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04/01/10 5:38 PM ET

Mariners send Olson to Minors

Lefty heads to Tacoma after injury-plagued spring

PEORIA, Ariz. -- The Mariners broke camp on Thursday and traveled to Albuquerque for a two-game series against the Rockies, but left-hander Garrett Olson remained in Arizona.

He was sent to the Minor Leagues Thursday morning.

A finger injury suffered during PFP (pitcher's fielding practice) limited Olson's workload to 3 1/3 innings this spring. He surrendered eight earned runs, which calculates to a 21.60 ERA.

"I didn't get to pitch much, and when I did, I wasn't dazzling," he said. "You know, I certainly didn't deserve to make this team out of Spring Training."

Olson reported to Triple-A Tacoma on Thursday to start his pursuit of getting back to the Major Leagues.

"The injury set me back, but I got to pitch in an intrasquad game and I was pleased," he said. "I have been working on a few things with [pitching coach Rick Adair], and I feel like I am a better pitcher now than coming into Spring Training or even last season."

The one-inning stint (three earned runs) was the first time he had faced hitters since March 13.

Olson, acquired from the Cubs for pitcher Aaron Heilman on Jan. 28, 2009, appeared in 31 games, including 11 starts, with the Mariners last season, posting a 3-5 record and 5.60 ERA. He also made nine starts for Tacoma, going 2-3 with a 4.94 ERA.

His departure leaves 31 players in camp. The roster must be reduced to 25 players on Sunday and look for the roster to include non-roster invitee Mike Sweeney, all-purpose reserve Matt Tuiasosopo and Rule 5 Draft selection Kanekoa Texeira.

Mariners make rough Arizona exit

PEORIA, Ariz. -- Some of the areas manager Don Wakamatsu was most concerned about entering Spring Training turned out to be better than he might have expected.

He is satisfied that the inexperienced duo of Rob Johnson and Adam Moore can handle the catching load, the infield defense is solid and the long relief has fallen into place nicely.

"I feel pretty good where we're at," the second-year manager said after Thursday's 9-4 Cactus League loss to the White Sox at Peoria Stadium. "I like what's going on with our catching, Felix [Hernandez] looks as good as I've seen him, [Jason] Vargas is throwing the ball well, I'm happy with the infield defense and I like the long guys in the bullpen."

Getaway day had some bumps, however.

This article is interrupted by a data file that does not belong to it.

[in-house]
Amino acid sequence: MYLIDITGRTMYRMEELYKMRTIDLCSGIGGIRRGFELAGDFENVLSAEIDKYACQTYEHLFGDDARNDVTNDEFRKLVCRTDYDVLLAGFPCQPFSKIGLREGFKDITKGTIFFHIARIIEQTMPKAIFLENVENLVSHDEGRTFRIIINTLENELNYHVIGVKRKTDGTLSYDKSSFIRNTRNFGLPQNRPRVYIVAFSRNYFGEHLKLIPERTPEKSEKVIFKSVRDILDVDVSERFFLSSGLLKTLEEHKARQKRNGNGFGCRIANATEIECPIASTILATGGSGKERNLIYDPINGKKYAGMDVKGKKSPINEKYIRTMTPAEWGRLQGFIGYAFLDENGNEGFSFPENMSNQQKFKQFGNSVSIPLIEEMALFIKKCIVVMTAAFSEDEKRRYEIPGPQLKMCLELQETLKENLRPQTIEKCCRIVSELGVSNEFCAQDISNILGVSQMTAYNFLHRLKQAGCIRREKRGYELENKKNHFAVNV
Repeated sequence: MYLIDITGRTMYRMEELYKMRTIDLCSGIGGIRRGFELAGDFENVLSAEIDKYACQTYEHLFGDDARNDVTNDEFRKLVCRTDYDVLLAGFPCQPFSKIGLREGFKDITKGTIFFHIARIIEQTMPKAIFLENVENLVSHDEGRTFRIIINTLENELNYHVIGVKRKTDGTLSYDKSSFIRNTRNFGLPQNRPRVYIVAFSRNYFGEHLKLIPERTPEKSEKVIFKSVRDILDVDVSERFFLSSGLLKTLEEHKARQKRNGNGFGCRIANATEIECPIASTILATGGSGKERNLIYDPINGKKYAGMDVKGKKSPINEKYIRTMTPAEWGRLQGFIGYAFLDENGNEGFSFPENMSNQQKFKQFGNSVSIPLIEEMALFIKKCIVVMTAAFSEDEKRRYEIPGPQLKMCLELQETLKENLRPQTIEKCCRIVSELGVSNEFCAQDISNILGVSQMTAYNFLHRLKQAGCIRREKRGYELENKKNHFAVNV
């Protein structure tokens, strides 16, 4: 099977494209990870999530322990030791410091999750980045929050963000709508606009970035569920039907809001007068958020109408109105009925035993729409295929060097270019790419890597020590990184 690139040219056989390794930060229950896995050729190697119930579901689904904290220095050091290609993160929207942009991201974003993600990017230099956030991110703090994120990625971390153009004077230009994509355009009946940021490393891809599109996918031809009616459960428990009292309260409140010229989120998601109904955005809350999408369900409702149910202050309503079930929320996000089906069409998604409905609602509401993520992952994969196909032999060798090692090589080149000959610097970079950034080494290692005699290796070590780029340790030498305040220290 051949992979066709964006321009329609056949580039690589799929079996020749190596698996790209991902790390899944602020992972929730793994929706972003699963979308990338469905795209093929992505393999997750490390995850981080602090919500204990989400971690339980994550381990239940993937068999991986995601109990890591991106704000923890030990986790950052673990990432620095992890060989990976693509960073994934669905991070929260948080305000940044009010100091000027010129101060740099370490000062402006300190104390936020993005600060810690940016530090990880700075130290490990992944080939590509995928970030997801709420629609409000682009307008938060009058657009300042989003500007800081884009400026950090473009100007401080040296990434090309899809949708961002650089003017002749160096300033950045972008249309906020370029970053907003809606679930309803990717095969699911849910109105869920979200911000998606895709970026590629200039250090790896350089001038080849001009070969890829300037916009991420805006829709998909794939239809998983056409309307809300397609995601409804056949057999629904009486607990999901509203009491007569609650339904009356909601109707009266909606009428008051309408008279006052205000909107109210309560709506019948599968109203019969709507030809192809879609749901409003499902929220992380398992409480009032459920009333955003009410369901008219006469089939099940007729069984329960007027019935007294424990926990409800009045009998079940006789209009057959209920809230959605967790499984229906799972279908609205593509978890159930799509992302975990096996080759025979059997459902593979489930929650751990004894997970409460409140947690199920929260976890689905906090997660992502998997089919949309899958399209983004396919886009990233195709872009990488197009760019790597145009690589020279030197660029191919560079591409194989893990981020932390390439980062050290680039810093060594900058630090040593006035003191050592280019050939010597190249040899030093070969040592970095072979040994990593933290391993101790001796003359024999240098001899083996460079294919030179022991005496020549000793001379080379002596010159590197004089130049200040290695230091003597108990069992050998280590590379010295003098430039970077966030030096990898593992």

Right-hander Ian Snell, who will start the second game of the regular season, was shaky to say the least. He surrendered 10 hits and six earned runs in five innings.

"Snell got in 79 pitches and wasn't real sharp," Wakamatsu said. "I'm not sure if was the competition, or getting ready to get out of here. His location wasn't very good."

A White Sox lineup filled with Minor League players went on a hitting spree, beginning with a three-run first inning.

The veteran was up in the strike zone way too often and ended up throwing his final 21 pitches in the bullpen, just so he could get his pitch count up to 90.

"You don't know with these guys what you're going to get until the lights come on," Wakamatsu said.

Snell ended camp with a 1-4 record and 7.13 ERA.

Back-to-back Rookies of the Year

PEORIA, Ariz. -- For the second consecutive season, the Mariners have the Peoria Sports Complex Rookie of the Year, which was announced on Thursday.

Right-handed reliever Kaneko Texeira was named the top rookie among first-year players from the Mariners and Padres, who began sharing the Spring Training facility in 1994.

Texeira, following in the footsteps of 2009 winner Matt Tuiasosopo, posted a 1-0 record and 0.64 ERA in 10 Cactus League appearances, allowing just one earned run in 14 innings. The Maui native was a Rule 5 Draft pick from the Yankees organization in December.

Texeira becomes the third Mariners player selected for the award, which debuted in 2002. Jeremy Reed was the first, in 2005.

The award is presented annually by the Peoria Diamond Club. Players must be eligible for the American or National League Rookie of the Year.

Jim Street is a reporter for MLB.com. This story was not subject to the approval of Major League Baseball or its clubs.